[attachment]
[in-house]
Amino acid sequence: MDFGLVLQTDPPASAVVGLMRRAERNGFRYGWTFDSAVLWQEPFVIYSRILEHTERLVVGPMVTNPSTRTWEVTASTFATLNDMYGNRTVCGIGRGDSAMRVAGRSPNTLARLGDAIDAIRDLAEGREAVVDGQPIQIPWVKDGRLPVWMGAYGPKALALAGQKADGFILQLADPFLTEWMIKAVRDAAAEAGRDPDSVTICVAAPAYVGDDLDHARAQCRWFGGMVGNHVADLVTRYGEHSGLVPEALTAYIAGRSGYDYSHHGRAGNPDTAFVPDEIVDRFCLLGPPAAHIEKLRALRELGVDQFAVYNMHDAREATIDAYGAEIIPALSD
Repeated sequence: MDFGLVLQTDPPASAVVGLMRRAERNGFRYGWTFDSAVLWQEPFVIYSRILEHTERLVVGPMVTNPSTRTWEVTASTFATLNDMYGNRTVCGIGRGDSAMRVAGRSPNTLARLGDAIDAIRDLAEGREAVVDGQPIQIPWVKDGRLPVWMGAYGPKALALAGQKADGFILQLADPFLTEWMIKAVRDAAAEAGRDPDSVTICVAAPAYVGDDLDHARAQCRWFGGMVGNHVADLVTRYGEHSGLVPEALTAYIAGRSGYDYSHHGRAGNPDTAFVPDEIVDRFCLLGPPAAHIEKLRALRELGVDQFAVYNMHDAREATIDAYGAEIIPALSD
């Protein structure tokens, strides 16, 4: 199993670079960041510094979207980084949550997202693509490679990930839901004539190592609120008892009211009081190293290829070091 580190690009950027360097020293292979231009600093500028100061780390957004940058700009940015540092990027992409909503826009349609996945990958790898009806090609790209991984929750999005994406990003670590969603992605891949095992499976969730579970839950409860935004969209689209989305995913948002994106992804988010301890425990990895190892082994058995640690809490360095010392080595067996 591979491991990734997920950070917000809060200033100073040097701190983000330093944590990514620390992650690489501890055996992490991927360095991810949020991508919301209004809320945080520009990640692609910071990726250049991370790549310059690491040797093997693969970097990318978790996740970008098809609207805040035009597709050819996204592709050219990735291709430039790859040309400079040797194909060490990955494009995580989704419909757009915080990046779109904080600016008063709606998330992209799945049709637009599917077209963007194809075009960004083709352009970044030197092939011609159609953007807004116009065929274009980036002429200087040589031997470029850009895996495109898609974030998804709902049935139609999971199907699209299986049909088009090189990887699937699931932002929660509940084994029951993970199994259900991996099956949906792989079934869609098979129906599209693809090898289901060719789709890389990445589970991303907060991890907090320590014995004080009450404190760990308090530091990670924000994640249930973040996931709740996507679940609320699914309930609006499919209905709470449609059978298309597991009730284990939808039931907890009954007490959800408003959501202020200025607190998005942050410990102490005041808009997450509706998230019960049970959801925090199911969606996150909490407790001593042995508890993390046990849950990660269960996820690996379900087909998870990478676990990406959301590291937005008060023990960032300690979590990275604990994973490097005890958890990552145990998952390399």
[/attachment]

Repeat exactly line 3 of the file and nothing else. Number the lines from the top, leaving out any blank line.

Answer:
Repeated sequence: MDFGLVLQTDPPASAVVGLMRRAERNGFRYGWTFDSAVLWQEPFVIYSRILEHTERLVVGPMVTNPSTRTWEVTASTFATLNDMYGNRTVCGIGRGDSAMRVAGRSPNTLARLGDAIDAIRDLAEGREAVVDGQPIQIPWVKDGRLPVWMGAYGPKALALAGQKADGFILQLADPFLTEWMIKAVRDAAAEAGRDPDSVTICVAAPAYVGDDLDHARAQCRWFGGMVGNHVADLVTRYGEHSGLVPEALTAYIAGRSGYDYSHHGRAGNPDTAFVPDEIVDRFCLLGPPAAHIEKLRALRELGVDQFAVYNMHDAREATIDAYGAEIIPALSD